Scottish National Dictionary (1700–)

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SPAN, n. Also span (Jak.). [spɑn]

1. A high wooden hooped vessel, used e.g. for churning milk, a pail (Sh. 1908 Jak. (1928), 1938 M. Powell 200,000 Feet on Foula 311).

2. A measure, orig. Norwegian, used in calculations for the assessment of Skatt and other revenues as payable in butter (see quots.) (Ork. 1866 Edm. Gl.; Sh. 1908 Jak. 1928)). Hist. Ork. 1757  Session Papers, Galloway v. Morton (12 Nov.) 2:
The Span, Bysmar, or Pund, commonly called Lispund, or Setteen, contained twenty four of these Marks, or Half Pounds, and consisted of twelve Pounds, and no more.
Cai. 1861  C. Innes Sk. Early Sc. Hist. 77:
It was the established usage of Caithness, that for every score of cows a span of butter should be paid to the shop.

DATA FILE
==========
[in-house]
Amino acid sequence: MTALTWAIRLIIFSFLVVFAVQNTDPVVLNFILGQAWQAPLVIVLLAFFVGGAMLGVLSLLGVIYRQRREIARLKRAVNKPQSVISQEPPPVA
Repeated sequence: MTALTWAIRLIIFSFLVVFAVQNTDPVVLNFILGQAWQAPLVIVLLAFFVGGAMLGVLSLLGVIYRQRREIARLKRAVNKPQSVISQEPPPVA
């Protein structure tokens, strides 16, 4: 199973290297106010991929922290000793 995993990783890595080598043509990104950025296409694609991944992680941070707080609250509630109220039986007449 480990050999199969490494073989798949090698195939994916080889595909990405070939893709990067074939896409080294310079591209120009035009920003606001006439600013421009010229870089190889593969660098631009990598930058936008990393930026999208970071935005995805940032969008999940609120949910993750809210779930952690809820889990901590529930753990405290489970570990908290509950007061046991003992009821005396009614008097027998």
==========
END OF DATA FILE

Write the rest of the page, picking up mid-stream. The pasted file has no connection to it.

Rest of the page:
I.Sc. 1921  Old-Lore Misc. IX. i. 68–70:
Butter-skatt is enumerated in spanns of the value of 21d. Orkney payment. . . . The spann weighed 3½ Shetland lispunds or 5¾ Orkney lispunds . . . 63 lbs., as proved by the statement of 1328.
Ork. 1929  Marw.:
Span: . . . a measure of capacity used in the 1492 and 1500 Rentals in specifying the amount of butter skat that was payable. The conversion value at that period in Orkney was 20d sterling per span. . . . A proportion of the butter skat was paid actually in kind; this was reckoned by weight . . . and as each lispund was valued at 4d, it follows that the span (of butter) was considered = 5 lispunds.

[O.Sc. span, = 2., 1497 (Ork.), Norw., O.N. spann, a bucket, a measure of weight, esp. of butter.]

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"Span n.". Dictionary of the Scots Language. 2004. Scottish Language Dictionaries Ltd. Accessed 21 Jan 2019 <>



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